Tees Street

A street trader’s horse and cart outside the shop at the bottom of Tees Street. Allan Hoggarth advises us: ”I am sure this is Eddie (or Neddy) Jackson! He used to have a lock-up on Dam Street where he would leave his cart and stock. I seem to remember he had a small attachment to the building for his horse, (couldn’t swear to that though). The building was burnt down one weekend by vandals. Never saw Eddie again after that!” We are now aware that the small boy was David Linton and his mother is shown purchasing some fruit in 1947.

Image courtesy of Joyce Dobson and thanks to Allan Hoggarth for the update.

Fred at the Shop

Frederick William Bowers, Harry’s son, is standing in the doorway of the shop at No 1 Tees Street, East Loftus.  Fred was born in 1916, so the photograph was probably taken in the late 1930s. Owen Rooks tells the Archive: “I’m pretty certain that this is the shop which was run by the Misses Amy Thurlow and Florence Fletcher for a while in the late 1940’s early 1950’s. Amy Thurlow was raised at Boulby Barns and her family feature in several photographs on your site. As close friends of my mother, Misses Thurlow and Fletcher were both known to me as “Aunty”. I recall that at the time they owned the shop, the accommodation above it was occupied by the Brown family (Mother, daughter whose name I forget and son Colin).” Joan Jemson adds: “I remember the shop when it was owned by Miss Thurlow and Miss Fletcher.”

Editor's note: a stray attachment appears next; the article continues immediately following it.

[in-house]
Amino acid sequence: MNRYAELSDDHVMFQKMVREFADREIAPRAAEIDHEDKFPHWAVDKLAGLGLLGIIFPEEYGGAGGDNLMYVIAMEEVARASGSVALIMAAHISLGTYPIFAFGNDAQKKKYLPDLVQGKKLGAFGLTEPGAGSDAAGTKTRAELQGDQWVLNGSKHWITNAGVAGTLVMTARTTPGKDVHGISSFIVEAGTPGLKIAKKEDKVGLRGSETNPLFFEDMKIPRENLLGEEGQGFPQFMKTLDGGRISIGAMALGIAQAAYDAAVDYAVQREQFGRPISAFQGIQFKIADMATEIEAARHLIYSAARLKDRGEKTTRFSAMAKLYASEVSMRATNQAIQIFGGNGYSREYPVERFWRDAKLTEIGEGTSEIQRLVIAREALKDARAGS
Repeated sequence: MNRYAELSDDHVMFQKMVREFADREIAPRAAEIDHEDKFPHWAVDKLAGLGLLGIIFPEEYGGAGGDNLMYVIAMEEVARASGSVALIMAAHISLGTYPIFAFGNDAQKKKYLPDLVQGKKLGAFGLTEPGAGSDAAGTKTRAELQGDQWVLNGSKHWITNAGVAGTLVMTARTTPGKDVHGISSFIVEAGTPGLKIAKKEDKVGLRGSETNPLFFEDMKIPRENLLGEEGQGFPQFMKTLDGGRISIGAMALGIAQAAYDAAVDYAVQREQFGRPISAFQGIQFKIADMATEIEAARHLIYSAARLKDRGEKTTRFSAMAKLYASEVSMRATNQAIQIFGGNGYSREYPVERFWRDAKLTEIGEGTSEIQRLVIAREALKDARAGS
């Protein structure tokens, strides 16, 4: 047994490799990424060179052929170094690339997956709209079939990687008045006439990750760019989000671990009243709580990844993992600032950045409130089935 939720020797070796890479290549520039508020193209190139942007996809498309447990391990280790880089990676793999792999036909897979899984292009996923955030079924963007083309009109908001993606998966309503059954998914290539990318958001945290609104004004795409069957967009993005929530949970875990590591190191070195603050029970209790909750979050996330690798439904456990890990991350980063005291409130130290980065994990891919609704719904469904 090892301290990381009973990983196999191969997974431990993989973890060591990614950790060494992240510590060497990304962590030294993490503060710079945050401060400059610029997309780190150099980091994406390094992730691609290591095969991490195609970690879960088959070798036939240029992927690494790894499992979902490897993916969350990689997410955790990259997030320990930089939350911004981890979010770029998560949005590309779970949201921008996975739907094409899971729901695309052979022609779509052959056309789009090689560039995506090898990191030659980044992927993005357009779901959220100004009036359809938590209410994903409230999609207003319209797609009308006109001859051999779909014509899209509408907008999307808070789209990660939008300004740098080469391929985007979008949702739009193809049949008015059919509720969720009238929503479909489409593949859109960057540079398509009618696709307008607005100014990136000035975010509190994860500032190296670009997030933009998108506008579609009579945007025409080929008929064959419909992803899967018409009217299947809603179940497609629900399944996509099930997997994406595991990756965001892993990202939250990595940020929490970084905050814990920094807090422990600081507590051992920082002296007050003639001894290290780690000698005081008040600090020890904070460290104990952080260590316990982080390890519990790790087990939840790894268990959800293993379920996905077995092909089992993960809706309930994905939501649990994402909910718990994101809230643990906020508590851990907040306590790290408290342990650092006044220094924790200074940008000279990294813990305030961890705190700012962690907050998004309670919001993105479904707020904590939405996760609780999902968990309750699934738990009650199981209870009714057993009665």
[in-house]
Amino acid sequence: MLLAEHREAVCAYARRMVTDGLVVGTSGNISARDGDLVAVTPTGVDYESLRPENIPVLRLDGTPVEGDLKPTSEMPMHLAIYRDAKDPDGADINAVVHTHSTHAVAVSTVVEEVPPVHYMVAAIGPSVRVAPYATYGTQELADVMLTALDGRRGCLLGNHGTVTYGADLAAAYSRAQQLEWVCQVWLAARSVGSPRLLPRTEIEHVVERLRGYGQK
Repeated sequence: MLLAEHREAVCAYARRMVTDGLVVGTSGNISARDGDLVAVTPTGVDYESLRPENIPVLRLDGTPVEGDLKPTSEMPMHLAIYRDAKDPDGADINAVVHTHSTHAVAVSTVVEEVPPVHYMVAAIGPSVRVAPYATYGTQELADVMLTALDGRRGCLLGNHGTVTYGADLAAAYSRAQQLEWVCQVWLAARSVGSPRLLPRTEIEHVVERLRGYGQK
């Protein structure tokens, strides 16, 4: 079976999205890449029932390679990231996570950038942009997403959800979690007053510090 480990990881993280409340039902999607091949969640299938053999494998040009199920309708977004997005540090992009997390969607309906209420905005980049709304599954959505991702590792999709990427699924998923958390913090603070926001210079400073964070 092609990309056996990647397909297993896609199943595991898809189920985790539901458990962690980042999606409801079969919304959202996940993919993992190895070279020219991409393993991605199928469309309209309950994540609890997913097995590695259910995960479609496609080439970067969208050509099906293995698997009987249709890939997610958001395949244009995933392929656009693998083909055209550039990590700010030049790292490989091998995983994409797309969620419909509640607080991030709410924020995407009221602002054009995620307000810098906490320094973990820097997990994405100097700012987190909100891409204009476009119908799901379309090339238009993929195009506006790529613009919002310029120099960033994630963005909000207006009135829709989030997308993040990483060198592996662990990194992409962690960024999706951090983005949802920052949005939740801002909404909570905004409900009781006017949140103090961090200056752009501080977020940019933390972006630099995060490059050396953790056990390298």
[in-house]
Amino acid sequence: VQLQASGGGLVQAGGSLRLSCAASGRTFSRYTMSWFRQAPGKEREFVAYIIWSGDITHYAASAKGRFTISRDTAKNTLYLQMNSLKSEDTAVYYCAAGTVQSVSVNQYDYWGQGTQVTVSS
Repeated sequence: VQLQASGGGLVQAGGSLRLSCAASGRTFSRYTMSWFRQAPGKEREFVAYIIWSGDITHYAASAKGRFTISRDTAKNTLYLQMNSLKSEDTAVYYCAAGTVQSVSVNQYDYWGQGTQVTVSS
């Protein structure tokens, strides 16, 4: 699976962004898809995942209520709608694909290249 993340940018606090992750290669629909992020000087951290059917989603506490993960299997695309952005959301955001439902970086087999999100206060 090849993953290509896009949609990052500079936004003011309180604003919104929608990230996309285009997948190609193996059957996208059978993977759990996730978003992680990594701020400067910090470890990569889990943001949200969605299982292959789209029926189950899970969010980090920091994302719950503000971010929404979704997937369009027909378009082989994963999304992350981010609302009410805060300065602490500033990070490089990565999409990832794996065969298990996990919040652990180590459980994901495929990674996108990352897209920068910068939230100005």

Image courtesy of Keith Bowers, thanks to Owen Rooks and Joan Jemson for the updates.

Whitby Road

Another shop in East Loftus this time on Whitby Road, this photograph is dated 1907 and although I do not remember these people I do remember Ogden’s having this shop in the 1940’s and then I think Blaylock’s took it over. Do you remember it?

Joan Gray advises: “I’m Joan Gray (daughter of Doris and Jack Gray) and as a child I lived in Tweed Street. I remember the shop and Bill and Mary Blaylock and their son Tony. I used to call them auntie and uncle, although I’m not sure if we were actually related. We moved away from Loftus in 1963 but I know my mum kept in touch with them by letter. I believe they retired to Marske. Whilst writing, my parents and relatives have passed on, so if anyone can please provide any photographs or information it would be greatly appreciated. Mum was Doris Emily Foster and dad was John William (known as Jack) Gray. Dad was originally from Skinningrove.” anticipation.

Image courtesy of Mrs Pauline Ovington, thanks to Joan Gray for the update.

East Loftus

The street most prominent in this view of East Loftus is Tees Street, shown from the rear; all streets there are named after rivers. Tees, Tyne, Tweed, plus the newer builds of Esk Terrace and Humber Close; all accessible from Whitby Road.

Victoria Terrace